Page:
The Cleveland Cavaliers were the latest team to anger fans and television networks by resting their biggest stars during a nationally broadcast game. Cleveland sat LeBron James, Kyrie Irving and Kevin Love on Saturday night on the first game of a back-to-back, meaning for the second Saturday night in a row, ABC’s primetime NBA broadcast was lacking the best players.
This made a number of fans upset and caused Jeff Van Gundy to launch into a rant about how it should be a “prosecutable offense” for teams to rest players when fans bought tickets to a game specifically to see those star players. The anger directed towards the Cavs (and the Spurs and Warriors a week prior) is understandable, but also fairly unavoidable without drastic changes to the NBA schedule.
Doc Rivers wants the league to not schedule nationally televised games on back-to-backs, which wouldn’t eliminate players resting in them completely but would cut down on it. There are others that have suggested eliminating back-to-backs altogether, with one of the solutions to doing that being to shorten the season. That idea works in theory, but no one can really believe the league or the players would be willing to possibly forfeit revenue to avoid rest.
LeBron James, one of the stars at the center of the most recent resting controversy, is one of those realists and told reporters on Sunday night that the NBA is just going to have to deal with it.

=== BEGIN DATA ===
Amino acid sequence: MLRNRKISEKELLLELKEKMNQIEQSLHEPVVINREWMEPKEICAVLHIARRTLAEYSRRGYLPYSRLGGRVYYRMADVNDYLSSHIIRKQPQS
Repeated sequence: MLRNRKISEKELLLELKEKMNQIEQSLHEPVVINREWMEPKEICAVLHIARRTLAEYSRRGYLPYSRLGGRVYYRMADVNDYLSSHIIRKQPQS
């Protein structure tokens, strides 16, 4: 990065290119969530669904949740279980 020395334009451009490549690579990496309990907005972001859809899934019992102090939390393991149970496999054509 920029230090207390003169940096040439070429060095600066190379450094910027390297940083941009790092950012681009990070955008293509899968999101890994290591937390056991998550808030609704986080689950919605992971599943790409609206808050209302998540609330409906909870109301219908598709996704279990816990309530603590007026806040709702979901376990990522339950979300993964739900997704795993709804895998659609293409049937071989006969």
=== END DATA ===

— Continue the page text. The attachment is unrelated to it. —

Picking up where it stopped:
“I don’t think the NBA can do anything about it,” James said. “At the end of the day, it sucks at times where certain guys have to rest, but certain guys need rest. And it’s a long, strenuous season and the NBA does a great job of putting the schedule together as best as they can. You’re going to have back-to-backs. You’re going to have certain games where certain things fall on certain nights, but a coach’s job is to figure out a way for their team to compete for a championship, not compete for a game.”
With sports science getting more advanced and there being a better understanding of ways to keep players healthy and extend their careers, the value of rest becomes more and more important. James knows that teams are going to do what they need to with regards to rest to ensure players are healthy and as fresh as possible for the playoffs, and players will accept a coach’s decision to rest them even if they want to play.
“Obviously it sucks at times because certain games you only play in certain cities once, or you play certain teams once on their home floor, but for me personally, I want to play in every game,” James said. “I wanted to play last night, but my coach felt like it was best that I didn’t play last night, so I’m going to go with my coach and he’s never steered me wrong.”
Cavs coach Tyronn Lue was also asked about the players resting, and more specifically the backlash that came from his decision to sit his Big 3. Lue told reporters that he thought it was “stupid” and explained the reason for giving all three a rest.
“I mean, it’s stupid,” Lue said. “Kyrie didn’t come back the game before, knee soreness, Kevin just had his first game back, we needed two days in between each game. It’s OK, though, whatever. It’s stupid.”
This is, sadly, an issue that doesn’t appear to be going away anytime soon. Fans are going to have to be wary of stars resting when they come to their city, and it’s just going to have to become party of the ticket buying process to look at the team coming into town’s schedule. If they’re on a back-to-back maybe think twice before dropping hundreds of dollars on tickets.
Stars are going to get rested. Fans and Jeff Van Gundy will get mad. The NBA world will keep turning — or, do whatever a flat Earth does.